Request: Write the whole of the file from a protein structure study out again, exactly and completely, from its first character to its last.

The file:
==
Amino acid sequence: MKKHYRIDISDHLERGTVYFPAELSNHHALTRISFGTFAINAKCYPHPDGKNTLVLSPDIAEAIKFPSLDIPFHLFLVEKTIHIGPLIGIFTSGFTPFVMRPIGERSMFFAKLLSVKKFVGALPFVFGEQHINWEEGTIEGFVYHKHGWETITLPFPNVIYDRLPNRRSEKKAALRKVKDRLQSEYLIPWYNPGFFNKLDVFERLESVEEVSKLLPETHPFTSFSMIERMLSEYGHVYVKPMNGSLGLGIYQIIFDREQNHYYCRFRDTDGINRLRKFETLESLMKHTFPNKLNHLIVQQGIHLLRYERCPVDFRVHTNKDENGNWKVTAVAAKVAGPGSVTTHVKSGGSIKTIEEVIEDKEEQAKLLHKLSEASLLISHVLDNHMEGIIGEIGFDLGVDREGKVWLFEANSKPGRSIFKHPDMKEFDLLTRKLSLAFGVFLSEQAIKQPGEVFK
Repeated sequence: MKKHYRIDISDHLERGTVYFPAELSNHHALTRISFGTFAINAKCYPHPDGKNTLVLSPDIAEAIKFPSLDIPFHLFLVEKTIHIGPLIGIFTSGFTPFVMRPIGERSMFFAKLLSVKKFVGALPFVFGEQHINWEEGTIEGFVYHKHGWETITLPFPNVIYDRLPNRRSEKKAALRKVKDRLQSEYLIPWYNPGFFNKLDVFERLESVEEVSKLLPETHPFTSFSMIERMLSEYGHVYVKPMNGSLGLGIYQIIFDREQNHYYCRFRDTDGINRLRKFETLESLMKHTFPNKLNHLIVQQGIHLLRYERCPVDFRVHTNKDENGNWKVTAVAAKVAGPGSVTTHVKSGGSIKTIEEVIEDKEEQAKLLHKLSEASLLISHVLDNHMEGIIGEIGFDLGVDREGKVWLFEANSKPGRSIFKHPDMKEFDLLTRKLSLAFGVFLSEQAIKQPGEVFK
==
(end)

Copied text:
Amino acid sequence: MKKHYRIDISDHLERGTVYFPAELSNHHALTRISFGTFAINAKCYPHPDGKNTLVLSPDIAEAIKFPSLDIPFHLFLVEKTIHIGPLIGIFTSGFTPFVMRPIGERSMFFAKLLSVKKFVGALPFVFGEQHINWEEGTIEGFVYHKHGWETITLPFPNVIYDRLPNRRSEKKAALRKVKDRLQSEYLIPWYNPGFFNKLDVFERLESVEEVSKLLPETHPFTSFSMIERMLSEYGHVYVKPMNGSLGLGIYQIIFDREQNHYYCRFRDTDGINRLRKFETLESLMKHTFPNKLNHLIVQQGIHLLRYERCPVDFRVHTNKDENGNWKVTAVAAKVAGPGSVTTHVKSGGSIKTIEEVIEDKEEQAKLLHKLSEASLLISHVLDNHMEGIIGEIGFDLGVDREGKVWLFEANSKPGRSIFKHPDMKEFDLLTRKLSLAFGVFLSEQAIKQPGEVFK
Repeated sequence: MKKHYRIDISDHLERGTVYFPAELSNHHALTRISFGTFAINAKCYPHPDGKNTLVLSPDIAEAIKFPSLDIPFHLFLVEKTIHIGPLIGIFTSGFTPFVMRPIGERSMFFAKLLSVKKFVGALPFVFGEQHINWEEGTIEGFVYHKHGWETITLPFPNVIYDRLPNRRSEKKAALRKVKDRLQSEYLIPWYNPGFFNKLDVFERLESVEEVSKLLPETHPFTSFSMIERMLSEYGHVYVKPMNGSLGLGIYQIIFDREQNHYYCRFRDTDGINRLRKFETLESLMKHTFPNKLNHLIVQQGIHLLRYERCPVDFRVHTNKDENGNWKVTAVAAKVAGPGSVTTHVKSGGSIKTIEEVIEDKEEQAKLLHKLSEASLLISHVLDNHMEGIIGEIGFDLGVDREGKVWLFEANSKPGRSIFKHPDMKEFDLLTRKLSLAFGVFLSEQAIKQPGEVFK